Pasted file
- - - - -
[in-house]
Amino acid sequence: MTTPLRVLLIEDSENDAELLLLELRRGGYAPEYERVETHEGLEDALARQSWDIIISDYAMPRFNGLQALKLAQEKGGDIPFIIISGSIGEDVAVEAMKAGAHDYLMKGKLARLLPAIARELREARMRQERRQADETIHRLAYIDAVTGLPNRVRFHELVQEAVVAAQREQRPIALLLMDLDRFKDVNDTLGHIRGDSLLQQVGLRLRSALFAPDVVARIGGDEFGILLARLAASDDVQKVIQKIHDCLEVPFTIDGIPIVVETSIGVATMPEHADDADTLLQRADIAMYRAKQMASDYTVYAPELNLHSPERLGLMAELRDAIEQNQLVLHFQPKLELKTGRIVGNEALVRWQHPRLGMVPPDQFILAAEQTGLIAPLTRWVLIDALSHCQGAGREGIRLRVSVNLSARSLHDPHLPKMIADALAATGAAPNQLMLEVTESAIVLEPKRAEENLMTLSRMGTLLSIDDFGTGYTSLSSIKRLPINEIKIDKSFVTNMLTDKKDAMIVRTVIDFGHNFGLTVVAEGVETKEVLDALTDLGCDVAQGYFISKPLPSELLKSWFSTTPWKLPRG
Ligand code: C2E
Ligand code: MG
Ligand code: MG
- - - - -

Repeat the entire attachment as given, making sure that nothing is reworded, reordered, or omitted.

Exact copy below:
[in-house]
Amino acid sequence: MTTPLRVLLIEDSENDAELLLLELRRGGYAPEYERVETHEGLEDALARQSWDIIISDYAMPRFNGLQALKLAQEKGGDIPFIIISGSIGEDVAVEAMKAGAHDYLMKGKLARLLPAIARELREARMRQERRQADETIHRLAYIDAVTGLPNRVRFHELVQEAVVAAQREQRPIALLLMDLDRFKDVNDTLGHIRGDSLLQQVGLRLRSALFAPDVVARIGGDEFGILLARLAASDDVQKVIQKIHDCLEVPFTIDGIPIVVETSIGVATMPEHADDADTLLQRADIAMYRAKQMASDYTVYAPELNLHSPERLGLMAELRDAIEQNQLVLHFQPKLELKTGRIVGNEALVRWQHPRLGMVPPDQFILAAEQTGLIAPLTRWVLIDALSHCQGAGREGIRLRVSVNLSARSLHDPHLPKMIADALAATGAAPNQLMLEVTESAIVLEPKRAEENLMTLSRMGTLLSIDDFGTGYTSLSSIKRLPINEIKIDKSFVTNMLTDKKDAMIVRTVIDFGHNFGLTVVAEGVETKEVLDALTDLGCDVAQGYFISKPLPSELLKSWFSTTPWKLPRG
Ligand code: C2E
Ligand code: MG
Ligand code: MG